GlaxoSmithKline has become the first major pharmaceutical company to quit the industry’s decades-long practice of paying doctors to promote drugs to other doctors.
Making the announcement on Monday, chief executive Andrew Witty denied that the move was a response to the company’s current problems in China, where it is being investigated for bribing doctors and government officials in order to increase sales.
Harvard professor Dr. Jerry Avorn, one of the most vocal critics of the practice, praised the move.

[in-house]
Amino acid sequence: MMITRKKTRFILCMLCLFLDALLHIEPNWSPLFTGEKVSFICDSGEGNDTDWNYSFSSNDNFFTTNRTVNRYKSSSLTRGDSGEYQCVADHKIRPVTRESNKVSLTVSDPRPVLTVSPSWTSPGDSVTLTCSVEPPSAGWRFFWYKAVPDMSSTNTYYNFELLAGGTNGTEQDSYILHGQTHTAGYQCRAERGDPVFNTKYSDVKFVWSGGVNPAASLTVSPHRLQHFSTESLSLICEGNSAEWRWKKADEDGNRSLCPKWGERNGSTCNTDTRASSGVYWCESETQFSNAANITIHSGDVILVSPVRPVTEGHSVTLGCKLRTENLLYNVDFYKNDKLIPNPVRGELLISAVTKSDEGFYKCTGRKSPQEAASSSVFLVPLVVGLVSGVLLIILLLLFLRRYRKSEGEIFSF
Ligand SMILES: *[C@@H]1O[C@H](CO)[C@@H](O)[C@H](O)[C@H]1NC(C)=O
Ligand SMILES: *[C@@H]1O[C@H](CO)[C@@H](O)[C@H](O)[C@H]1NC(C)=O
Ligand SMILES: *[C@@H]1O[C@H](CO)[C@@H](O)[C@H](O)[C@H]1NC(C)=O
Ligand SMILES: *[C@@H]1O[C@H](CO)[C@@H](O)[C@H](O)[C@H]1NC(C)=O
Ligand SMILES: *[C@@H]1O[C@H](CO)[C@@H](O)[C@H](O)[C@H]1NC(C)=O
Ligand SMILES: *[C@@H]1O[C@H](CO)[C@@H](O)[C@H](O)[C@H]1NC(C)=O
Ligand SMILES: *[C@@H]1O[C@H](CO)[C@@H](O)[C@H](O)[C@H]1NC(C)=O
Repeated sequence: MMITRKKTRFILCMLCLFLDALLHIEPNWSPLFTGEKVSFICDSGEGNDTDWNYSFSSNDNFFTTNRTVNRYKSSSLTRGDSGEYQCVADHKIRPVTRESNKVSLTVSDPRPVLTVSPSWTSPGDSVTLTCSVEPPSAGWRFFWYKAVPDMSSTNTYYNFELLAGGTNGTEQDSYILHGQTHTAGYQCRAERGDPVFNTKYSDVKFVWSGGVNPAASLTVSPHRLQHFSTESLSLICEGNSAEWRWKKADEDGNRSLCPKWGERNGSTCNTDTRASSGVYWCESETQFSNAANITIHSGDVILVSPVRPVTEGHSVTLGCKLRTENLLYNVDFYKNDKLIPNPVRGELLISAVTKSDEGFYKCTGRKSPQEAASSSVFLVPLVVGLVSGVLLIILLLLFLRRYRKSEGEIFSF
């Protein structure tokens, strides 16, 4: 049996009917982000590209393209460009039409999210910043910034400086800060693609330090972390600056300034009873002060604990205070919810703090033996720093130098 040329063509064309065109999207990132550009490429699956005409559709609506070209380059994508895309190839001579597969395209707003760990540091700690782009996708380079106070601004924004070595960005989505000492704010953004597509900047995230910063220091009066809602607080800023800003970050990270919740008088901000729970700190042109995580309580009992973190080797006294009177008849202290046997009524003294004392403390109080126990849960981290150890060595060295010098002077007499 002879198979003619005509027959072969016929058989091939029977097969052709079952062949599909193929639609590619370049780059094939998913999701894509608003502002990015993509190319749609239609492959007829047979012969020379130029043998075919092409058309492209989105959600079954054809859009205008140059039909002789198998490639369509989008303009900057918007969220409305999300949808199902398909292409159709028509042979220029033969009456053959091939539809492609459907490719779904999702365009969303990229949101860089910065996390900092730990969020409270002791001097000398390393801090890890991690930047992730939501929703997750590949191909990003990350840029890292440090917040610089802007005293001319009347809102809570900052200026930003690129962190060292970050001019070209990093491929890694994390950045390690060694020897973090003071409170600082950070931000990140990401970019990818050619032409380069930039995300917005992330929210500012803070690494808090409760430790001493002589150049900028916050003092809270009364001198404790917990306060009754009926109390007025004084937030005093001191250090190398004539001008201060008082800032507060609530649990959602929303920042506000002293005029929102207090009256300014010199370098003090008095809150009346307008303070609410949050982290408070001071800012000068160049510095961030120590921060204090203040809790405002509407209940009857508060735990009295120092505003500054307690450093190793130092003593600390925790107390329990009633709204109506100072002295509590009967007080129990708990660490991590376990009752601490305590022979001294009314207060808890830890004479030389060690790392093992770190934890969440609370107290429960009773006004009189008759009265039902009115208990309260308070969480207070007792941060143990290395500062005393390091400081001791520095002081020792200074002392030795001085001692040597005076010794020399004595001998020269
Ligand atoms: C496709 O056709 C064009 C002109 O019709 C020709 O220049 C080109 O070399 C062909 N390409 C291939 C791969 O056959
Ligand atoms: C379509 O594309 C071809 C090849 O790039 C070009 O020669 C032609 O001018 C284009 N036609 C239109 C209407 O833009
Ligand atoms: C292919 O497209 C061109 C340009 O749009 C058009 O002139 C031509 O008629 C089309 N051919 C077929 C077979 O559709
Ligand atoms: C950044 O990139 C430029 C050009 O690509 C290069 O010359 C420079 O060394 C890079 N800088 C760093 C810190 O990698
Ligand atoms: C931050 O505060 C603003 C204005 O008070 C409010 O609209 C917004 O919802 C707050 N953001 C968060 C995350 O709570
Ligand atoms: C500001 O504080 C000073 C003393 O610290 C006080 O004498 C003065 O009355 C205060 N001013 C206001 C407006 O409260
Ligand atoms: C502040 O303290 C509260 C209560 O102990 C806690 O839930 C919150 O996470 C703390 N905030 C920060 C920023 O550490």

“It’s a modest acknowledgement of the fact that learning from a doctor who is paid by a drug company to give a talk about its products isn’t the best way for doctors to learn about those products,” he told the New York Times.
Mr. Witty also said that GlaxoSmithKline would stop compensating sales representatives based on the number of prescriptions doctors wrote. In 2012, the company paid a record $3 billion in fines to resolve charges of drugs being marketed for unapproved uses.
Several other major pharma companies have settled similar cases, and it can be expected that others follow GlaxoSmithKline’s lead as all payments to doctors need to be made public next year under the requirements of Obamacare.